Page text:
When comparing Fossil vs BitBucket Issue Tracker, the Slant community recommends Fossil for most people. In the question“What are the best self-hosted bug trackers?” Fossil is ranked 4th while BitBucket Issue Tracker is ranked 10th. The most important reason people chose Fossil is:
Fossil includes source code management, bug tracking, a wiki, and technotes. It even includes its own web server, though it can fairly easily be incorporated into other webservers.
Ranked in these QuestionsQuestion Ranking
Pro Very complete
Fossil includes source code management, bug tracking, a wiki, and technotes.
It even includes its own web server, though it can fairly easily be incorporated into other webservers.
A Fossil repository is contained in a single file.
Fossil can run on Linux, Mac, BSD derivatives and on Windows.
Pro Very easy to configure as self-hosted.
Single, stand-alone executable, including web server.
Pro Needs very few server resources
Since Fossil is a distributed VCS on top of being a bug tracker, it needs very few server resources.
Pro Free for up to 5 users
You can use BitBucket for free if you have 5 or less users (or try it out for free). Price brackets are for 10, 25, 50, 100, or unlimited users (it costs $1 per user per month, or $200 for unlimited users).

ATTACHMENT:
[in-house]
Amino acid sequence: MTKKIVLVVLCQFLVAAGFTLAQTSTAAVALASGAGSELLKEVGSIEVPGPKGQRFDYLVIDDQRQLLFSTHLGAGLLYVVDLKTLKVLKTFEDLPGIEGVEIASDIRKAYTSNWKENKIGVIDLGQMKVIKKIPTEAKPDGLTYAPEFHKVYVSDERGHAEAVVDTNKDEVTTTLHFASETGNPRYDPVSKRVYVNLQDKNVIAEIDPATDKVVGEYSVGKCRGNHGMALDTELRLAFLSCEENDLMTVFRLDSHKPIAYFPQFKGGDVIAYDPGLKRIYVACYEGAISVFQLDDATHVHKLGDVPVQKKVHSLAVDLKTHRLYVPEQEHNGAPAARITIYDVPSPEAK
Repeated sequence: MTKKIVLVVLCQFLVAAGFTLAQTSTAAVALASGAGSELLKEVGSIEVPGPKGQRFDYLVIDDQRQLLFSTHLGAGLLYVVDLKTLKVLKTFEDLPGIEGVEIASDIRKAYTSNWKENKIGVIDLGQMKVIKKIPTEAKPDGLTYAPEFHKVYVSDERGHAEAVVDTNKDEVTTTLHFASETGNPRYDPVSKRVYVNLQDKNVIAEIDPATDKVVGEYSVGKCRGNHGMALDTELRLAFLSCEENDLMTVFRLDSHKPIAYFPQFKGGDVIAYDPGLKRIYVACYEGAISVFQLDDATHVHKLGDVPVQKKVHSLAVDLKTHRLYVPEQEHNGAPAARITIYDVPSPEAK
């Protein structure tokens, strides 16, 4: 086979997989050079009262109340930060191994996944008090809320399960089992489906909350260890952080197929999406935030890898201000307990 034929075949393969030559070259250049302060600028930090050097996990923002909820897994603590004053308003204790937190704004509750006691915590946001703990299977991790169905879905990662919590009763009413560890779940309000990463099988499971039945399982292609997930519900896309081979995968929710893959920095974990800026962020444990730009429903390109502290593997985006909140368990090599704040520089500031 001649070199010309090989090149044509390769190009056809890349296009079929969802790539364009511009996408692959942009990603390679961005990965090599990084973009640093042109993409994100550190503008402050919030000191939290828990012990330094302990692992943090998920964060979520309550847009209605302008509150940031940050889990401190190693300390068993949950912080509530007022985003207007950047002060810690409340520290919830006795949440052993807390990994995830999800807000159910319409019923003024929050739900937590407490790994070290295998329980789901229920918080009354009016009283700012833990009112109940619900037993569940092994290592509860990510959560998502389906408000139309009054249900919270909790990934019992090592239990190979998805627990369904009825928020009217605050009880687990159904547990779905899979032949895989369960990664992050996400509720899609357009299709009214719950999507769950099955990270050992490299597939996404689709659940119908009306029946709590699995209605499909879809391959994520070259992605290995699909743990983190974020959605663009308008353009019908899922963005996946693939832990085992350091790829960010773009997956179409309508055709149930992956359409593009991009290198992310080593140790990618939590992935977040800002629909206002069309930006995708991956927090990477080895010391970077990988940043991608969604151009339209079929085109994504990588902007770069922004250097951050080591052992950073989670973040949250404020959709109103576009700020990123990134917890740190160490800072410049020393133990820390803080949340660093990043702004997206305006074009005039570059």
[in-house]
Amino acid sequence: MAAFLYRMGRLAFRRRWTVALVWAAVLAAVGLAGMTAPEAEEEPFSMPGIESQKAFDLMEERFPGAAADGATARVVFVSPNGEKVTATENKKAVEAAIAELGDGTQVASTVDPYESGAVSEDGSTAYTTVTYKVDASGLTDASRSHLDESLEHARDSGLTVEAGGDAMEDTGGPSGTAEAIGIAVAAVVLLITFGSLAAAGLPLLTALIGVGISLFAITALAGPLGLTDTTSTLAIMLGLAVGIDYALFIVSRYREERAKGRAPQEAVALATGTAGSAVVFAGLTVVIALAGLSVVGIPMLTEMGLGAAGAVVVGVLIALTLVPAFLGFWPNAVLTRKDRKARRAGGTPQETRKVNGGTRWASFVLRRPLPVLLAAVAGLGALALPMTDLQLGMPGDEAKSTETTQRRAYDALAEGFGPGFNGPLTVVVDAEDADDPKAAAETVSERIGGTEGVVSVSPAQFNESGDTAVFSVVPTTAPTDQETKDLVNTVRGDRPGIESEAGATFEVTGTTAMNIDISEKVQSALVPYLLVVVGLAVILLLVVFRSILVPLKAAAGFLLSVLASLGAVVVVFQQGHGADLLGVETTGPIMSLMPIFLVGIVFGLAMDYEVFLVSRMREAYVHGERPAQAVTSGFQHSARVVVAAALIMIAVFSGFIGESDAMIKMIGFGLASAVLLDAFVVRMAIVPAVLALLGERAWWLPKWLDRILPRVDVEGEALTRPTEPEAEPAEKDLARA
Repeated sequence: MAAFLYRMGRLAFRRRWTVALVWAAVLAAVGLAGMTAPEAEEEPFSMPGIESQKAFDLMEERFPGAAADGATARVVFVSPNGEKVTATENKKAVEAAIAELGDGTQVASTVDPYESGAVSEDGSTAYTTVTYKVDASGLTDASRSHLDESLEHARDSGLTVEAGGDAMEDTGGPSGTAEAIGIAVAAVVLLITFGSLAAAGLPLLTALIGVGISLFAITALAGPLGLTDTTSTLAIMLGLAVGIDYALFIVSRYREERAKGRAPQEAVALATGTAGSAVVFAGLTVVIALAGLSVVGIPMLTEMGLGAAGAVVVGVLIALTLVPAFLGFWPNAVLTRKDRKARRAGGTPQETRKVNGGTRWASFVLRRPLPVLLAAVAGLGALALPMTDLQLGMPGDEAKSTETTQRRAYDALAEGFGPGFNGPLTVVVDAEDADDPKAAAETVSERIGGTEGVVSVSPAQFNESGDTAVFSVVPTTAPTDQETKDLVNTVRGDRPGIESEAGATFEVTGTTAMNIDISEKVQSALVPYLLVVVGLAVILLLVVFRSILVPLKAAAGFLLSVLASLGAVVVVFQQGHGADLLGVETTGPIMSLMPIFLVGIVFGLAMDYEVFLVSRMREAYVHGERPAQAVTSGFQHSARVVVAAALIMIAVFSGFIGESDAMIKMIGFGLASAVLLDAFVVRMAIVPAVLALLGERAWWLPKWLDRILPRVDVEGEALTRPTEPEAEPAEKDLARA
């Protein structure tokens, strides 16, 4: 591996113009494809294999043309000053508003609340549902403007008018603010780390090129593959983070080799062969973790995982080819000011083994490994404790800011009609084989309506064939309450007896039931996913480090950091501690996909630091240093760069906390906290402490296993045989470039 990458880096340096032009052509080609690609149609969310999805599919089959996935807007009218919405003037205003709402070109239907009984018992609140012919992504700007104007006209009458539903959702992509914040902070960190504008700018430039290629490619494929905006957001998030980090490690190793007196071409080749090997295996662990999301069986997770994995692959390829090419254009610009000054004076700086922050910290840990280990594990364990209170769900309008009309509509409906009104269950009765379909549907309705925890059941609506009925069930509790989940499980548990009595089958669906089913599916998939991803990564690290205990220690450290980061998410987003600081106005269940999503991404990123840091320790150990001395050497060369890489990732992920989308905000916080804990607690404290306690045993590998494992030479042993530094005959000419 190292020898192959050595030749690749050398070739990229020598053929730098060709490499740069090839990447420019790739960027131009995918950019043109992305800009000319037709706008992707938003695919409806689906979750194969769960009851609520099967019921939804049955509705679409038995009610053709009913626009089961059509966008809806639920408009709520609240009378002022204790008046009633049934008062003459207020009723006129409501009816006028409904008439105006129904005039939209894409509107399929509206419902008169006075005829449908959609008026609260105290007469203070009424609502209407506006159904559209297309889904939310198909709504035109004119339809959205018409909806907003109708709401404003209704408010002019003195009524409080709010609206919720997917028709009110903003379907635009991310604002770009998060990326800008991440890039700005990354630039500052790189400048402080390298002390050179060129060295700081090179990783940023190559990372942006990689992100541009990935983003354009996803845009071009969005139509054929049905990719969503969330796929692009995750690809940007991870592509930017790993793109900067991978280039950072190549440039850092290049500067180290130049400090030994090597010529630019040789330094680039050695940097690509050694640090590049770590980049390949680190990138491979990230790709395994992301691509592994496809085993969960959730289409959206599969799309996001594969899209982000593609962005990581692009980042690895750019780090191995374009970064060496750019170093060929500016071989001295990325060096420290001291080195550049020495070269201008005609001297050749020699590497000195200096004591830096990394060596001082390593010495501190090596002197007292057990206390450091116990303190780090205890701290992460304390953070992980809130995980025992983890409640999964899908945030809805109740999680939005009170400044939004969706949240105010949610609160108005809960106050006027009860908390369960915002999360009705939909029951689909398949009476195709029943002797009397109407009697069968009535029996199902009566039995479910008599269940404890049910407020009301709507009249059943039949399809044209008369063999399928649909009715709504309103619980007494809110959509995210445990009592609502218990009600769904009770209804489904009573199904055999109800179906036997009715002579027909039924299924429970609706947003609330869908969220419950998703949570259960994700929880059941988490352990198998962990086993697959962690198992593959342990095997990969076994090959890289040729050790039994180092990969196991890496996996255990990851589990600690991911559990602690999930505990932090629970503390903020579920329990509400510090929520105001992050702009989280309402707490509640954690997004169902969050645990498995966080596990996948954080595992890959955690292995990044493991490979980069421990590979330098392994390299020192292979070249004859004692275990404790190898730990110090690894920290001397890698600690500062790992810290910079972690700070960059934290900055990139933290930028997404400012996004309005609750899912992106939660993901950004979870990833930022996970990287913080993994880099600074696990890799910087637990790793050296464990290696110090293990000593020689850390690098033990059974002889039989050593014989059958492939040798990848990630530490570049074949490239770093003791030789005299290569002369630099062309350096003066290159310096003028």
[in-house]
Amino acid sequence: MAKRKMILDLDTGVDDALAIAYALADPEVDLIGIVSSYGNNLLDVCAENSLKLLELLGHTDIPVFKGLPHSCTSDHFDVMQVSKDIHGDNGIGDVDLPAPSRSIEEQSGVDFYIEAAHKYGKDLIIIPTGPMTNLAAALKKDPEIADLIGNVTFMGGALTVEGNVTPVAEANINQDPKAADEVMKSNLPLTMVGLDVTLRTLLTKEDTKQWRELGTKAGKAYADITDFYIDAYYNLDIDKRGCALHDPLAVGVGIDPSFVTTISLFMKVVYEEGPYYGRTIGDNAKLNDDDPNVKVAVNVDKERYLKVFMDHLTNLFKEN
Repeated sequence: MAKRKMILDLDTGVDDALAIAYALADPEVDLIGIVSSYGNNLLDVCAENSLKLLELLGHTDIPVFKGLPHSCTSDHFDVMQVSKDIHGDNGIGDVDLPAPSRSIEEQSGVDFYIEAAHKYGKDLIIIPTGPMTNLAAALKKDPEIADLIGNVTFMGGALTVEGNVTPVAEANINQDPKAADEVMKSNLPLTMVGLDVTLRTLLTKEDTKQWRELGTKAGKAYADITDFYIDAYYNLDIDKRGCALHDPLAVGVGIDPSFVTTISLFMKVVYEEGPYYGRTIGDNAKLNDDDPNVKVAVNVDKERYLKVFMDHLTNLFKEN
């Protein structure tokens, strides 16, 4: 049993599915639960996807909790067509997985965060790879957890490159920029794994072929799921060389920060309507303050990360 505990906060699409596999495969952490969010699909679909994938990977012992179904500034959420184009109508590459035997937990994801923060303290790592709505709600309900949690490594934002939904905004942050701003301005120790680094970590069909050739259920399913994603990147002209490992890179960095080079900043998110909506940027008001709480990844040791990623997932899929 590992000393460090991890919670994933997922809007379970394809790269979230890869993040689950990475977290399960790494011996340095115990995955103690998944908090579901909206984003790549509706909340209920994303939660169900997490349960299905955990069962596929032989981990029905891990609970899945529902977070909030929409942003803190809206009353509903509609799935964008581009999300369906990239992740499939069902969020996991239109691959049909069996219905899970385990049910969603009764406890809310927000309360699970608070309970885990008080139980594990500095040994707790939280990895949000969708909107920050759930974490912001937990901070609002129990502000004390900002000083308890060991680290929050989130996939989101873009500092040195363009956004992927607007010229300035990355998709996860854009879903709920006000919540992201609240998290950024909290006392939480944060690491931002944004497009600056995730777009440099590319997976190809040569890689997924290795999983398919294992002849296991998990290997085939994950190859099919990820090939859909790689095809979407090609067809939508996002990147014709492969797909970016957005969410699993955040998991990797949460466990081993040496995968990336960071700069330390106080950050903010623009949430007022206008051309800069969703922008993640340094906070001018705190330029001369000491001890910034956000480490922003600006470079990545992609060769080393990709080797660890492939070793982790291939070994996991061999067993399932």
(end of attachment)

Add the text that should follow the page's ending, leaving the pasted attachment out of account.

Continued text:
Pro Native application for both Mac and Windows
Atlassian, the company behind BitBucket is also behind SourceTree, a free application for Windows and Mac wich works as a client for both Git and Mercurial which can be connected to BitBucket and other code hosting services.
Pro Supports both Mercurial and Git
Has full support for both Mercurial and Git VCS.
Con Only a web interface or CLI
Fossil's bug tracker only works with the web interface or the command-line interface. There's no native GUI client supporting it.
There are some independent GUI clients out there, but none of them support Fossil's full range of abilities.
Con Integration with other tools is not as good as github
Most of the 3rd party tools ( bug trackers, CI servers, chat servers, etc) always integrate with GitHub first, and either don't integrate with Bitbucket at all or do sub par job in it. For example there are 3 separate projects to allow building and verifying pull request submissions on Jenkins CI server and there is only one viable one for BitBucket and that one is really buggy and lacking many features.
The only exception to this rule is Atlassian products like Jira.